JEDDAH: Public spaces express the culture and identity of a city’s inhabitants, regardless of their backgrounds. Be it in Saudi Arabia or France or Russia, cities are shaped by collective identities, shared memories, cultures and histories.
The world’s most famous public places tell stories that influenced the social and political life of their cities, such as the Concorde Square in Paris, St Mark’s in Venice, Trafalgar Square in London, Times Square in New York and Moscow’s Red Square. All have now become social platforms with cultural connotations.
Similarly, public spaces in Saudi Arabia have become areas of popular interaction. Riyadh’s Al-Masmak Square and Jeddah’s Al-Balad are two places where residents meet during holidays or to enjoy programs organized by government agencies.
These activities have contributed to increasing social interaction in Saudi society and have incentivized new economic projects. It is in this spirit that two Saudi government ministries agreed in July to join forces in a bid to preserve key historical and cultural landmarks in the Kingdom. The Ministry of Municipal and Rural Affairs and the Ministry of Culture signed a memorandum of understanding (MoU) and a strategic partnership to improve the Kingdom’s urban landscapes.
According to the Ministry of Culture, the MoU will have an impact on the shape of public places in Saudi cities. It will ensure that all components of urban landscape, including streets, squares, fields and parks, reflect the Kingdom’s identity.
The MoU envisions the restoration of historical buildings, developing a building classification program, enhancing the culture sector and establishing a specialized team to oversee the aesthetics of artworks and statues in public places.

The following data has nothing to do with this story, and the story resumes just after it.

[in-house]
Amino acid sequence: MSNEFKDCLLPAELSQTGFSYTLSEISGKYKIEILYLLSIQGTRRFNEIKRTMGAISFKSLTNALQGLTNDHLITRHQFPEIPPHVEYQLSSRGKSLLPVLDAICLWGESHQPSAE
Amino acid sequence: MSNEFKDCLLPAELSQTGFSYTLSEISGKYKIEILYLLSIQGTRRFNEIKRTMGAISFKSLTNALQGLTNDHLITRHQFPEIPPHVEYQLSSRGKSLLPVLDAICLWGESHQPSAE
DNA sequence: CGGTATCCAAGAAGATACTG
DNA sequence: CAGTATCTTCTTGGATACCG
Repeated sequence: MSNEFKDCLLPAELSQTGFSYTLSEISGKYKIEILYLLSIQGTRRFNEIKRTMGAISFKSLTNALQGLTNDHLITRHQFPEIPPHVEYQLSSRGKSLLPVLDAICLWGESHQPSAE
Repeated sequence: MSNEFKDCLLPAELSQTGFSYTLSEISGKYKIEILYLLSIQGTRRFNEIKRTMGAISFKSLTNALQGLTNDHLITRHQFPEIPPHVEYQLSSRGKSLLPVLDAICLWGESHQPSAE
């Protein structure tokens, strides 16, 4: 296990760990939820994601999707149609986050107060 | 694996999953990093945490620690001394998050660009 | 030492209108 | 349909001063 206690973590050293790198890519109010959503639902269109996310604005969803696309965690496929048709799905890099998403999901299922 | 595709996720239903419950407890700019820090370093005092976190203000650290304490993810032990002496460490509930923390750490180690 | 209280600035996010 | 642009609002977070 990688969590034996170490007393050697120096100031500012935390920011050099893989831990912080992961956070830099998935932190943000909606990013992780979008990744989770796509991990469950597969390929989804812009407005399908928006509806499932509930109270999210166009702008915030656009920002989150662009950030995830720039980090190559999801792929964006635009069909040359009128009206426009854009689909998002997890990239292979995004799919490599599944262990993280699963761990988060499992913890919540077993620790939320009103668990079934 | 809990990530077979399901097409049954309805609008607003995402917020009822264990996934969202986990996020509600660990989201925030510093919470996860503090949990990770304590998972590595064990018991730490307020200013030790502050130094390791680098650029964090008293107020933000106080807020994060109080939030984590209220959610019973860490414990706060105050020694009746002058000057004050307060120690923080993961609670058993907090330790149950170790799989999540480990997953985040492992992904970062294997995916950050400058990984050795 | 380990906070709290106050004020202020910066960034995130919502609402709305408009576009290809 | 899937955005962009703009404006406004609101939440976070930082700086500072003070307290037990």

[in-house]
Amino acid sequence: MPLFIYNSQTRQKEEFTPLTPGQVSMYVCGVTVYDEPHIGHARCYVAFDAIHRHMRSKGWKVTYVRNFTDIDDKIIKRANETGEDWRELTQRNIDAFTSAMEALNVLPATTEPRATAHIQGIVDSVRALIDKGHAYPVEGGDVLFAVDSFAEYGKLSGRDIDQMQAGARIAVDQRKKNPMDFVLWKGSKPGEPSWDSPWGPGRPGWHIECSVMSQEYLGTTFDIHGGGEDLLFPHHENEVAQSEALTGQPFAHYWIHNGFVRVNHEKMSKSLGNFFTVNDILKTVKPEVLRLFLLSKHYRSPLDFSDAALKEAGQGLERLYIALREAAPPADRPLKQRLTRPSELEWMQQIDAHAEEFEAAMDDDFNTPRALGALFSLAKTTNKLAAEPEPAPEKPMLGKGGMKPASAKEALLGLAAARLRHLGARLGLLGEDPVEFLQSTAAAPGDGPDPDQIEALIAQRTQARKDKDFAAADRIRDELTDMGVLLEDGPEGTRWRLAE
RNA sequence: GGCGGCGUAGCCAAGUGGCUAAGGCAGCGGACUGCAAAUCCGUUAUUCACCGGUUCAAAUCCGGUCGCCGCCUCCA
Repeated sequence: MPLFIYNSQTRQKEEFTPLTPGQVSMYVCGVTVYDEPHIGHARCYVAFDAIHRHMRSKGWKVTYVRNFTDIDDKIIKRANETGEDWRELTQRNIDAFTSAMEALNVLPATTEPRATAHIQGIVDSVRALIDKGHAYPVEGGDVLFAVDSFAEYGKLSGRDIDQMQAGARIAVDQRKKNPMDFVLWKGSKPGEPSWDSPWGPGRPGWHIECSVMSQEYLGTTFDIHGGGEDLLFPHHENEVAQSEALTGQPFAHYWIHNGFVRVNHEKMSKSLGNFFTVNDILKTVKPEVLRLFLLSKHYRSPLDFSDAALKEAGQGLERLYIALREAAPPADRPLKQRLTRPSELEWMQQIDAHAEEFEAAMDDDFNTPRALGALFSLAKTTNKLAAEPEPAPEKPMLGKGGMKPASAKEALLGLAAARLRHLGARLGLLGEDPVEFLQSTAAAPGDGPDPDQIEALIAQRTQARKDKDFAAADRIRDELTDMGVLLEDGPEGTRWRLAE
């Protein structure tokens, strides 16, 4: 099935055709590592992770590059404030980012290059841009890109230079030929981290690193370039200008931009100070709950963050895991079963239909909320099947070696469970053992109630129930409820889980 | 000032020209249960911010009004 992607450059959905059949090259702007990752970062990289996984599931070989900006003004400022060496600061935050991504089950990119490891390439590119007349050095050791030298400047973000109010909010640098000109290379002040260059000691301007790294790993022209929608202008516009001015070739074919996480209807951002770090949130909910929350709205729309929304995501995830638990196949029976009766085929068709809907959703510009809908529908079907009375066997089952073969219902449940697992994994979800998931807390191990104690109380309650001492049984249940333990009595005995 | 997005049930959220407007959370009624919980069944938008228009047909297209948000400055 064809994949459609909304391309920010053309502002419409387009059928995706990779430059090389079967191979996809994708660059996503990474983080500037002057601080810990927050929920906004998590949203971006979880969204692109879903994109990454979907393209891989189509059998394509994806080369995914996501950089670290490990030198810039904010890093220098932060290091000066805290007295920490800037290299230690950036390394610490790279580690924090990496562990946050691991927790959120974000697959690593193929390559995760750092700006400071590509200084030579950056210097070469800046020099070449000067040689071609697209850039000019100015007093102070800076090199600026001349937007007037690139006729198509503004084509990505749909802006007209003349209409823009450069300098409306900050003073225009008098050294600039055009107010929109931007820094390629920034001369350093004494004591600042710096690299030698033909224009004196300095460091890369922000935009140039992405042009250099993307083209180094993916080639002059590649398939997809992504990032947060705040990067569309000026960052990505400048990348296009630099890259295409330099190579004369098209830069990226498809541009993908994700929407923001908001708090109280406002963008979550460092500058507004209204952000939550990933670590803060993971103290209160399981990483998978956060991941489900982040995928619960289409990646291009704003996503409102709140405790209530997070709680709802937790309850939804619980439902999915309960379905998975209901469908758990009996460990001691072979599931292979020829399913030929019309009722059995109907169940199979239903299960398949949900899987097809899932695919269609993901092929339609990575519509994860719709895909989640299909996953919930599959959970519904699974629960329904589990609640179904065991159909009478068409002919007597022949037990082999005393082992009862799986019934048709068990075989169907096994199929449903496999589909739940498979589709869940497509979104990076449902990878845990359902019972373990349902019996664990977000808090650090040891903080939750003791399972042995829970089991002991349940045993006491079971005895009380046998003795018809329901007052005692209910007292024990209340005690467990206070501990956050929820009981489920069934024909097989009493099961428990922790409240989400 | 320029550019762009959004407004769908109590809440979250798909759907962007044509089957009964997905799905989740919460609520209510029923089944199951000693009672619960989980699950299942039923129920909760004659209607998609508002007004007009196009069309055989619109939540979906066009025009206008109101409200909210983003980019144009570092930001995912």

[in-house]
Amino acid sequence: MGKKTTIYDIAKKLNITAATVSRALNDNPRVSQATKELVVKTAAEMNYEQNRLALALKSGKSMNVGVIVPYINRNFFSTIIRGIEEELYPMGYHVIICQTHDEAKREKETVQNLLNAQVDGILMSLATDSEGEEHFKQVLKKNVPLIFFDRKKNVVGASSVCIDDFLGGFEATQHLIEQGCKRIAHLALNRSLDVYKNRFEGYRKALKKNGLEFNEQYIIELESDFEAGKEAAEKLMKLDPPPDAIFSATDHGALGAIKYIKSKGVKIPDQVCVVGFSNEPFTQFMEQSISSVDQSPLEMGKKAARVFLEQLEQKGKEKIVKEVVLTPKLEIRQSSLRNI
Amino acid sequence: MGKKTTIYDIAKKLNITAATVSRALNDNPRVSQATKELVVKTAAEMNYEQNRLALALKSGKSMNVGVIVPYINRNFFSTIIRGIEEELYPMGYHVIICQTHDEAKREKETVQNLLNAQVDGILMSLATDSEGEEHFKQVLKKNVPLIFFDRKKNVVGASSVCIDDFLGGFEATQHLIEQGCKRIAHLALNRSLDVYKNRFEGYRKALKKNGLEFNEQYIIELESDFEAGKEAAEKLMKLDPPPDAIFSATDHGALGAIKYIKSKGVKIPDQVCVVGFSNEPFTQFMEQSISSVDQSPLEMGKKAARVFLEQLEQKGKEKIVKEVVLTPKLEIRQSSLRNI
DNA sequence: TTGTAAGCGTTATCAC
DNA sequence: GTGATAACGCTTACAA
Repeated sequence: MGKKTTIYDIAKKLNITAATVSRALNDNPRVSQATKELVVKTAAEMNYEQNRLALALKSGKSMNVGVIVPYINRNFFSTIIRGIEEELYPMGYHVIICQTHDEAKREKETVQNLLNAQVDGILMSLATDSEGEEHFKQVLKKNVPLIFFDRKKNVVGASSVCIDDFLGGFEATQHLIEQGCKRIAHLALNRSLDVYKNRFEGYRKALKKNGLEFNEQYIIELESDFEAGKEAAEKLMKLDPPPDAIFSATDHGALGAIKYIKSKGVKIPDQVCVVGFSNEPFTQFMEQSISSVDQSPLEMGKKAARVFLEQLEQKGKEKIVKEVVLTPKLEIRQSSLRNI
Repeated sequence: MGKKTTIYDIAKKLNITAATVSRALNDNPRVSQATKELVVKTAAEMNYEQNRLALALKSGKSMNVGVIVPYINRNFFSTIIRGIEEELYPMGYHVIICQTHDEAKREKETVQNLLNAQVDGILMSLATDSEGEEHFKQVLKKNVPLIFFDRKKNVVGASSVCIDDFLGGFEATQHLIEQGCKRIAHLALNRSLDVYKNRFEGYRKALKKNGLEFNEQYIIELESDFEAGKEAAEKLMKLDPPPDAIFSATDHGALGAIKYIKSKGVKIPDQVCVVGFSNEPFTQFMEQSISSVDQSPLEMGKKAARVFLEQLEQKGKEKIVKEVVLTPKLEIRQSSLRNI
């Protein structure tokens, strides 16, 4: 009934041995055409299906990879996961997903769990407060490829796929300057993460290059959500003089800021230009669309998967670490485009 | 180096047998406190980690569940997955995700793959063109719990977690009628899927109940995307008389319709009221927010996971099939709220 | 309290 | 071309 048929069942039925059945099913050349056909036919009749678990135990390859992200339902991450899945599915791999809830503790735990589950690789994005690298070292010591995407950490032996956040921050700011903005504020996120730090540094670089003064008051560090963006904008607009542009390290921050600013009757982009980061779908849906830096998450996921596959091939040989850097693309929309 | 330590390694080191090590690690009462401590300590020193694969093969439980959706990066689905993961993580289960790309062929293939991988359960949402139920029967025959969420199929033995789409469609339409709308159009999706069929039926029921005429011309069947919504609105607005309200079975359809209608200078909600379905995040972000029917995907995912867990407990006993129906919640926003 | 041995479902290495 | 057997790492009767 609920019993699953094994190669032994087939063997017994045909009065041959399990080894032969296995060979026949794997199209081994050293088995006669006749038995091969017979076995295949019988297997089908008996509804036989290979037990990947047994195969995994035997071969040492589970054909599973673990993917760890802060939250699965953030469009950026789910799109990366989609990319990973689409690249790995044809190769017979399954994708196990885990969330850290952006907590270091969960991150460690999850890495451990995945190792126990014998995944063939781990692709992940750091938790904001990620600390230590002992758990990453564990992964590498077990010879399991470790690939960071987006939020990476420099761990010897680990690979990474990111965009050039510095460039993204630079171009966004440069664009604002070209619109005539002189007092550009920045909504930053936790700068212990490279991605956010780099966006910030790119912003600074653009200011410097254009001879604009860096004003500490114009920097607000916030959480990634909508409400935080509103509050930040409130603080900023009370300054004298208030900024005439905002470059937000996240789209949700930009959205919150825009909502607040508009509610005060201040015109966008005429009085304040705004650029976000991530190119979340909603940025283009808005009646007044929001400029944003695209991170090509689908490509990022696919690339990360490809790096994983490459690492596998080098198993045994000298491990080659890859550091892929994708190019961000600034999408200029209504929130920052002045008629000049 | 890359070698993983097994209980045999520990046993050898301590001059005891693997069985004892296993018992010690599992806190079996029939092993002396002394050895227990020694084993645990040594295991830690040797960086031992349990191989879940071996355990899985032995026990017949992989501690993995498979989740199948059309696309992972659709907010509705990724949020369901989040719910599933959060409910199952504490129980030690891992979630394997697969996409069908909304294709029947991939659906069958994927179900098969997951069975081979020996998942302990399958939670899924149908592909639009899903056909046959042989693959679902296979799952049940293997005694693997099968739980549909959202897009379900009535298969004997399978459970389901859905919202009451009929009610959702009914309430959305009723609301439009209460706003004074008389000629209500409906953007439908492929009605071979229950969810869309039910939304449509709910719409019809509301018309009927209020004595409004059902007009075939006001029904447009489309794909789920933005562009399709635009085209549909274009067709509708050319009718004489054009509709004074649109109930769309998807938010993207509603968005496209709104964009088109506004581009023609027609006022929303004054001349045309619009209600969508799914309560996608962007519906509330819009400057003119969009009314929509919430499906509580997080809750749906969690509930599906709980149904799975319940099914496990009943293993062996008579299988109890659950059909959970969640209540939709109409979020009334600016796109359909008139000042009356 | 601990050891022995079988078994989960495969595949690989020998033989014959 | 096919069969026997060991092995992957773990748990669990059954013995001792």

The classification program will lay the groundwork for registering buildings. Buildings with historical value regardless of age stand to benefit from the new program.
Up until now, the practice has been to demolish non-ancient buildings simply because it was permitted under the law. The classification program aims to do away with random demolitions, and focus on preserving buildings to give them social and historical value.
A separate joint working group will handle all cultural issues and pass on recommendations to the relevant authorities. Joint committees will be established to support collaborative work between the two ministerial bodies.
Separately, the Saudi Commission for Tourism and Cultural Heritage has delivered several urban heritage projects. They include protecting and registering heritage buildings, raising awareness, rehabilitating urban sites, training the sector’s workforce, providing technical support to building owners and creating partnerships with governmental and private-sector entities.
This step is driven by Vision 2030’s recognition of the importance of preserving the Kingdom’s sophisticated heritage in order to “promote national unity and consolidate true Islamic and Arab values.”
People come first, says Razan Tariq Sijeeni, a graphic artist and scholar interested in culture and identity studies. The efforts of governmental entities are necessary because preserving urban history is key to creating a sense of belonging, she told Arab News.
“But what it is also important is to facilitate the place to serve the people living in that area,” she said.
Sijeeni, a Harvard University graduate and lecturer of graphic design in the College of Arts and Design at Jeddah University, said the most important factor is local inhabitants. She said that they have to be involved in the development process in order to preserve the urban historic fabric of the city.
Speaking about Al-Balad in Jeddah, Sijeeni said a common problem could potentially crop up in Saudi Arabia as a result of the regeneration of old areas. “Most of the people who are living and working in those areas now are either poor or undocumented,” she said.
“What happens everywhere in the world is when the government decides to preserve an urban area, they add facilities, which makes prices go up. As a result, people of the area can no longer afford it, so they find themselves forced to leave. Soho in New York is an example of this trend.”
Sejeeni said communication between the public and the authorities in charge of a project would help achieve better results.
Furthermore, Sejeeni said, “when we first modernized our cities after the oil revolution, we depended on foreign experts who did not understand the social patterns and fabrics of the country. One could argue that implementing urban plans should be for the people, not on the people, which had its impact on the society, though not necessarily negatively since it is just the way of development.